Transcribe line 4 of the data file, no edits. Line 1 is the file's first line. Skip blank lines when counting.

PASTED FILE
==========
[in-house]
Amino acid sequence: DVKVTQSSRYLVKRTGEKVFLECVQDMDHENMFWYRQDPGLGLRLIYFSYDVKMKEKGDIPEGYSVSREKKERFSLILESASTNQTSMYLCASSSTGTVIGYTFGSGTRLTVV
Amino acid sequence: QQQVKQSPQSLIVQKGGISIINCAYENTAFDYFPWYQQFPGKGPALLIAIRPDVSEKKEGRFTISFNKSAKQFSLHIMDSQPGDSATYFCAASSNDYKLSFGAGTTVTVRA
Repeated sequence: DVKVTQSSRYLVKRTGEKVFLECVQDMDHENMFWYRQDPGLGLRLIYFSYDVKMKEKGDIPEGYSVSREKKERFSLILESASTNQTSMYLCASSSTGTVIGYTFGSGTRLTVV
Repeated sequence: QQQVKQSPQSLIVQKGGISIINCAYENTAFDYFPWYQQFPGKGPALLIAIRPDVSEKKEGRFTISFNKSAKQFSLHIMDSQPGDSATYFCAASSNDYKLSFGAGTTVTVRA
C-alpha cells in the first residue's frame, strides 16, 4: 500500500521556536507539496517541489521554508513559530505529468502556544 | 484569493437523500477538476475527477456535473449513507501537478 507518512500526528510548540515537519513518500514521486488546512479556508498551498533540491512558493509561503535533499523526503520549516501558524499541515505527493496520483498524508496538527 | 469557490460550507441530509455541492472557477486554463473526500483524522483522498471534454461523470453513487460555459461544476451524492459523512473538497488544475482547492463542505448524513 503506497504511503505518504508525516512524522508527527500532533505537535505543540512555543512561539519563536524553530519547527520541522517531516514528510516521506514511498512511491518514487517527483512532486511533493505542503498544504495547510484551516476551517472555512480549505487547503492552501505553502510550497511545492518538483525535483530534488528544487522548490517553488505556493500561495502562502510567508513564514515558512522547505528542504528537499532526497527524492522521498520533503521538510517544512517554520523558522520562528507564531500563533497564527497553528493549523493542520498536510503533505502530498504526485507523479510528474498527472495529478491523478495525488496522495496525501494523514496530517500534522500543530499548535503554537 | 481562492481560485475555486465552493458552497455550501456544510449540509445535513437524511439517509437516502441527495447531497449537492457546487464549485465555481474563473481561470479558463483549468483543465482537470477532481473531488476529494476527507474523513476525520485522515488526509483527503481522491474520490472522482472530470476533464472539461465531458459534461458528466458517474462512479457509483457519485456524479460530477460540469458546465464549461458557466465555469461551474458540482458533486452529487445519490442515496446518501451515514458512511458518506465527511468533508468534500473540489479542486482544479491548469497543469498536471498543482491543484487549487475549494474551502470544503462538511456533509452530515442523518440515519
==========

Repeated sequence: DVKVTQSSRYLVKRTGEKVFLECVQDMDHENMFWYRQDPGLGLRLIYFSYDVKMKEKGDIPEGYSVSREKKERFSLILESASTNQTSMYLCASSSTGTVIGYTFGSGTRLTVV